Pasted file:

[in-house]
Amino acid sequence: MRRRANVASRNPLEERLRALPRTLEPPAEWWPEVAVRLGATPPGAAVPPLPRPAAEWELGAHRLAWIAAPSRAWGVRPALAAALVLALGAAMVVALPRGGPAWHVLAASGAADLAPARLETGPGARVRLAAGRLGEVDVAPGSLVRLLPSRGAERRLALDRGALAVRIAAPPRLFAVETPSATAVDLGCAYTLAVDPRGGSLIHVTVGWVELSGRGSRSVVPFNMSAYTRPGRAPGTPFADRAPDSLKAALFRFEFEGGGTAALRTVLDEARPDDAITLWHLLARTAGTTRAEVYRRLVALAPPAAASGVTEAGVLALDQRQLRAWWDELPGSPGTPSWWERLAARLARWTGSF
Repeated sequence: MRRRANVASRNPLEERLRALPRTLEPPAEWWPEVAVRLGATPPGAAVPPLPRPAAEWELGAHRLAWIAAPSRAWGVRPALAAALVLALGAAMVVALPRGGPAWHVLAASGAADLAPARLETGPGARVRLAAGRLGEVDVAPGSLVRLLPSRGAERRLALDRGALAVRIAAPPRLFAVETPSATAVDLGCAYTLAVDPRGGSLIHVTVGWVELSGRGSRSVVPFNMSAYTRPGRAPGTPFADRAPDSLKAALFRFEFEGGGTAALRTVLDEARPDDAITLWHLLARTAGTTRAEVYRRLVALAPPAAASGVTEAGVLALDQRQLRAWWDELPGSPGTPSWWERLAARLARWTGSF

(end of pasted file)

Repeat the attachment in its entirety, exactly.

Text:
[in-house]
Amino acid sequence: MRRRANVASRNPLEERLRALPRTLEPPAEWWPEVAVRLGATPPGAAVPPLPRPAAEWELGAHRLAWIAAPSRAWGVRPALAAALVLALGAAMVVALPRGGPAWHVLAASGAADLAPARLETGPGARVRLAAGRLGEVDVAPGSLVRLLPSRGAERRLALDRGALAVRIAAPPRLFAVETPSATAVDLGCAYTLAVDPRGGSLIHVTVGWVELSGRGSRSVVPFNMSAYTRPGRAPGTPFADRAPDSLKAALFRFEFEGGGTAALRTVLDEARPDDAITLWHLLARTAGTTRAEVYRRLVALAPPAAASGVTEAGVLALDQRQLRAWWDELPGSPGTPSWWERLAARLARWTGSF
Repeated sequence: MRRRANVASRNPLEERLRALPRTLEPPAEWWPEVAVRLGATPPGAAVPPLPRPAAEWELGAHRLAWIAAPSRAWGVRPALAAALVLALGAAMVVALPRGGPAWHVLAASGAADLAPARLETGPGARVRLAAGRLGEVDVAPGSLVRLLPSRGAERRLALDRGALAVRIAAPPRLFAVETPSATAVDLGCAYTLAVDPRGGSLIHVTVGWVELSGRGSRSVVPFNMSAYTRPGRAPGTPFADRAPDSLKAALFRFEFEGGGTAALRTVLDEARPDDAITLWHLLARTAGTTRAEVYRRLVALAPPAAASGVTEAGVLALDQRQLRAWWDELPGSPGTPSWWERLAARLARWTGSF